Bubonic transmission generally occurs in one of three ways:
- Direct contact with infected tissue or bodily fluids
- Bites from infected rodent fleas
- Inhaling infected droplets.
When a person becomes infected with the bacteria that cause plague, the bacteria begin to multiply within the body. For the bubonic variety, this occurs in the lymph system; for pneumonic plague, this occurs within the lungs. (The lymph, or lymphatic system, is a major component of your body's immune system. The organs within the lymphatic system are the tonsils, adenoids, spleen, and thymus.) After one to six days, symptoms of plague can begin. The period between becoming infected and the start of plague symptoms is called the plague incubation period.
Each type of plague has different symptoms. It is possible for a person to have symptoms of only one type; it is also possible for a person to experience symptoms from each of the types. For example, a person may first develop bubonic plague symptoms, followed several days later by septicemic plague symptoms, then pneumonic plague symptoms.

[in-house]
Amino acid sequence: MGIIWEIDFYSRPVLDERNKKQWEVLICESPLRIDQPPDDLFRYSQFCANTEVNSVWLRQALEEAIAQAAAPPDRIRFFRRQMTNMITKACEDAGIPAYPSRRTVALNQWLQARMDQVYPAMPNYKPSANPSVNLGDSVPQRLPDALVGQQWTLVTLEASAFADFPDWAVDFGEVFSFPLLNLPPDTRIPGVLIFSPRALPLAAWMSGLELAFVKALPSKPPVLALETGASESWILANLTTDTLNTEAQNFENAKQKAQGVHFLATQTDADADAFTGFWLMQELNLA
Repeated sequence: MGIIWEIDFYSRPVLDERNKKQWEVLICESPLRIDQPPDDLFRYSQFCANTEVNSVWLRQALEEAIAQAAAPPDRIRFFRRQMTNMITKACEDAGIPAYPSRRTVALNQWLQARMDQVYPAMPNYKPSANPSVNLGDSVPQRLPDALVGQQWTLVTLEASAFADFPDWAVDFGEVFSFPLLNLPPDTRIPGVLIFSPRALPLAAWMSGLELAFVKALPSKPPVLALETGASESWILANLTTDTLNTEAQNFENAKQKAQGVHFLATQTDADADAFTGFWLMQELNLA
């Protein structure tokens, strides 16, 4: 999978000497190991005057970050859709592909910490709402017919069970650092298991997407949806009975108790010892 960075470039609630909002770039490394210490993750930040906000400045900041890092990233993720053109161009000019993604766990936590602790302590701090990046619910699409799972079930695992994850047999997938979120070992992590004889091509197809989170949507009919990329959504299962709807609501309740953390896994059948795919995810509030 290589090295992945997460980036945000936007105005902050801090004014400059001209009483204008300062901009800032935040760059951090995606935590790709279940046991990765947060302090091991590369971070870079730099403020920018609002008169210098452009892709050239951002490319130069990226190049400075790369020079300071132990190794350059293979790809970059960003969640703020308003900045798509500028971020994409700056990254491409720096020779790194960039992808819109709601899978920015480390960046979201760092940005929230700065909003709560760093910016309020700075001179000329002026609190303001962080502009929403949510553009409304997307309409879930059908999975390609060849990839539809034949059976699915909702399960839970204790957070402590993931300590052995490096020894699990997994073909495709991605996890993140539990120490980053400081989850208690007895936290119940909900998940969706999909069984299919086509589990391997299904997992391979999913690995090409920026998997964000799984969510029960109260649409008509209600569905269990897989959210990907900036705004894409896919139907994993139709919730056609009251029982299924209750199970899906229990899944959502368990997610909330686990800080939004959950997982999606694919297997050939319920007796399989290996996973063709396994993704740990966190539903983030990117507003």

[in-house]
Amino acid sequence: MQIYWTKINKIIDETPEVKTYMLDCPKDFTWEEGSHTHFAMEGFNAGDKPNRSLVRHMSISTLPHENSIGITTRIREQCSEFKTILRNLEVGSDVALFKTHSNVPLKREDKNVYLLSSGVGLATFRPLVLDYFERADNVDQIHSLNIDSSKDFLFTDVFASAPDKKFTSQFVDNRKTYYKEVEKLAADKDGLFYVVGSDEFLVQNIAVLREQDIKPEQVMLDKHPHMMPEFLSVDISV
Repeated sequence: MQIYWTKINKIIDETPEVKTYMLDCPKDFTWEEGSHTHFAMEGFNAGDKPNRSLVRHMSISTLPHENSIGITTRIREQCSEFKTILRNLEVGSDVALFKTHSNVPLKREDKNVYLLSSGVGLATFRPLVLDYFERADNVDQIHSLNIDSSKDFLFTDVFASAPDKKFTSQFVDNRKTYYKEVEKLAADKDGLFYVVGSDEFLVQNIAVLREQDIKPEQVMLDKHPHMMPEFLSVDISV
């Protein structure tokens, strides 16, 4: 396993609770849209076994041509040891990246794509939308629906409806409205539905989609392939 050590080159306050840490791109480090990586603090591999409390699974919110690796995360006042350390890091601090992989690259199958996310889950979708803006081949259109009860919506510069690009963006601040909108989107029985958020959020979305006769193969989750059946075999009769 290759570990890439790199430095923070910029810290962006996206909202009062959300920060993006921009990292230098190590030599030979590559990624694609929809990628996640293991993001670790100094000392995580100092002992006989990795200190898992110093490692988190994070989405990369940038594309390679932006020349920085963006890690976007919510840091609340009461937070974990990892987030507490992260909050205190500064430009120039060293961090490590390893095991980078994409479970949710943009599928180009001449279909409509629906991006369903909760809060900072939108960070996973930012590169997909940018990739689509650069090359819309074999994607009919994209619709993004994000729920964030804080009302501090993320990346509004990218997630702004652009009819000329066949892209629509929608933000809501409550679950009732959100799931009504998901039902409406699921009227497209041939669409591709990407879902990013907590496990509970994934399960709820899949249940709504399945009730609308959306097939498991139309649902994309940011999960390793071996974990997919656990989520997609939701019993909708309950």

In order to make a bubonic diagnosis, the doctor will ask a number of questions about your medical history and will likely perform a physical exam. During the exam, the doctor will look at the skin and listen to the lungs for signs and symptoms of bubonic plague. If the doctor has a high suspicion that a person has bubonic plague, he or she will recommend certain tests.
Before making a definite diagnosis, the doctor will consider other possible conditions that share similar symptoms of plague. These conditions include:
- Shigellosis (an infectious disease typically caused by unsanitary conditions)
- Lymphogranuloma vernereum (a sexually transmitted disease affecting the lymph system)
- Syphilis (a sexually transmitted disease)
- Tularemia (a serious illness usually caused by animals)
- Cat scratch fever (a disease associated with being scratched by a cat)
- Typhoid fever (a life-threatening illness caused by Salmonella).